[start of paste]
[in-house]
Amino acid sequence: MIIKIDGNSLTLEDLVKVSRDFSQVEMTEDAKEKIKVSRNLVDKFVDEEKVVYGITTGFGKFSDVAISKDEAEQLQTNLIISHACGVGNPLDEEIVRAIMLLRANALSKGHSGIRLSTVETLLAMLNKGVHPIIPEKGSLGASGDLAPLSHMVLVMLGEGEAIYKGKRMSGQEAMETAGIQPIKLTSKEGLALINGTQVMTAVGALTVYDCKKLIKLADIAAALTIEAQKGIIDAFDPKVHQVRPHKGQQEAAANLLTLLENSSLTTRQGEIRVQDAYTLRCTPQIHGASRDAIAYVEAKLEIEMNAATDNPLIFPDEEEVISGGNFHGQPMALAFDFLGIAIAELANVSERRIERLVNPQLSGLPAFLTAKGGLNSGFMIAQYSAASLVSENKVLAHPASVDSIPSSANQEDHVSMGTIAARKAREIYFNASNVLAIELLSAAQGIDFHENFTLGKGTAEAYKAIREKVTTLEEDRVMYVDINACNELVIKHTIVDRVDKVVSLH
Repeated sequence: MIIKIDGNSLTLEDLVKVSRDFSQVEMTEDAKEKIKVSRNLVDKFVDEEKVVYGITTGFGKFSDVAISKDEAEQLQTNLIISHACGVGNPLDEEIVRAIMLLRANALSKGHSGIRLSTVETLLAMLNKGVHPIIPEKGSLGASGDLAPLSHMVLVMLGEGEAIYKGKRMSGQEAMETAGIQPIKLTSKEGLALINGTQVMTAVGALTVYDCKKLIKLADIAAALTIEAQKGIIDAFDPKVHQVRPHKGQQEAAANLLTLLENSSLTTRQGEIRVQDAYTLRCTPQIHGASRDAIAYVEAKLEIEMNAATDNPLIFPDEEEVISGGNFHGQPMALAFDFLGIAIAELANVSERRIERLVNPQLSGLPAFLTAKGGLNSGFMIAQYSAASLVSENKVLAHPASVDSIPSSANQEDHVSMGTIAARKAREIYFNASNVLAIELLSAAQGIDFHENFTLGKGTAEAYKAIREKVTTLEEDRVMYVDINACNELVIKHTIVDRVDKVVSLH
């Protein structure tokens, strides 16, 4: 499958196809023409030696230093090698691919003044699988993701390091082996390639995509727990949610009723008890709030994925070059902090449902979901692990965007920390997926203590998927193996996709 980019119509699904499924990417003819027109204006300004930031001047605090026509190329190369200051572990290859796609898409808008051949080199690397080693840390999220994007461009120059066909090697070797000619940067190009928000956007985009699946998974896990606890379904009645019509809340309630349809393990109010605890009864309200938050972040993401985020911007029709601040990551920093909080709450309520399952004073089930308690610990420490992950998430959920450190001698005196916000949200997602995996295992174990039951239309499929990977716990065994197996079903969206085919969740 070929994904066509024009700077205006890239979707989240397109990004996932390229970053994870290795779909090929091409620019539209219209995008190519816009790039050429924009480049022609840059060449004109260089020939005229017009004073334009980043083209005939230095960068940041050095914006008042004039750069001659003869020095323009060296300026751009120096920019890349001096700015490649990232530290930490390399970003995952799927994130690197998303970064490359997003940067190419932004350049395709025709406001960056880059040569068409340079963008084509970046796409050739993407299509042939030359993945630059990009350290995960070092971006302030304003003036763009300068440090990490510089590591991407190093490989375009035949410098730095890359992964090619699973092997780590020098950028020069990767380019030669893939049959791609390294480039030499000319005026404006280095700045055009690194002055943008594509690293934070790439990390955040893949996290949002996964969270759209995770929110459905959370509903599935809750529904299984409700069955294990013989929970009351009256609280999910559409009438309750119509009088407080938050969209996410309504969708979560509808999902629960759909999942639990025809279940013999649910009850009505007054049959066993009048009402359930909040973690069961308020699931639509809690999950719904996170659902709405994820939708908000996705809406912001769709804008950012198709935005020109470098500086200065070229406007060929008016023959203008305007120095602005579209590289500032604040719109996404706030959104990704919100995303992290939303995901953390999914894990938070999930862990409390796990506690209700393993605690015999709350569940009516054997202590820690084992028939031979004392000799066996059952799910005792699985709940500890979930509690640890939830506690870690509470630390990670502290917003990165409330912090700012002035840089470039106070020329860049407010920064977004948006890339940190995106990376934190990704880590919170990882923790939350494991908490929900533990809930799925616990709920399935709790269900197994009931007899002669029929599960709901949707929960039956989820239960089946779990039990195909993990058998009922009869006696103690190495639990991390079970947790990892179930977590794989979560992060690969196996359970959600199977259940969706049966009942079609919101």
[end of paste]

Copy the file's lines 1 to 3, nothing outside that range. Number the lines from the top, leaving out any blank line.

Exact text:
[in-house]
Amino acid sequence: MIIKIDGNSLTLEDLVKVSRDFSQVEMTEDAKEKIKVSRNLVDKFVDEEKVVYGITTGFGKFSDVAISKDEAEQLQTNLIISHACGVGNPLDEEIVRAIMLLRANALSKGHSGIRLSTVETLLAMLNKGVHPIIPEKGSLGASGDLAPLSHMVLVMLGEGEAIYKGKRMSGQEAMETAGIQPIKLTSKEGLALINGTQVMTAVGALTVYDCKKLIKLADIAAALTIEAQKGIIDAFDPKVHQVRPHKGQQEAAANLLTLLENSSLTTRQGEIRVQDAYTLRCTPQIHGASRDAIAYVEAKLEIEMNAATDNPLIFPDEEEVISGGNFHGQPMALAFDFLGIAIAELANVSERRIERLVNPQLSGLPAFLTAKGGLNSGFMIAQYSAASLVSENKVLAHPASVDSIPSSANQEDHVSMGTIAARKAREIYFNASNVLAIELLSAAQGIDFHENFTLGKGTAEAYKAIREKVTTLEEDRVMYVDINACNELVIKHTIVDRVDKVVSLH
Repeated sequence: MIIKIDGNSLTLEDLVKVSRDFSQVEMTEDAKEKIKVSRNLVDKFVDEEKVVYGITTGFGKFSDVAISKDEAEQLQTNLIISHACGVGNPLDEEIVRAIMLLRANALSKGHSGIRLSTVETLLAMLNKGVHPIIPEKGSLGASGDLAPLSHMVLVMLGEGEAIYKGKRMSGQEAMETAGIQPIKLTSKEGLALINGTQVMTAVGALTVYDCKKLIKLADIAAALTIEAQKGIIDAFDPKVHQVRPHKGQQEAAANLLTLLENSSLTTRQGEIRVQDAYTLRCTPQIHGASRDAIAYVEAKLEIEMNAATDNPLIFPDEEEVISGGNFHGQPMALAFDFLGIAIAELANVSERRIERLVNPQLSGLPAFLTAKGGLNSGFMIAQYSAASLVSENKVLAHPASVDSIPSSANQEDHVSMGTIAARKAREIYFNASNVLAIELLSAAQGIDFHENFTLGKGTAEAYKAIREKVTTLEEDRVMYVDINACNELVIKHTIVDRVDKVVSLH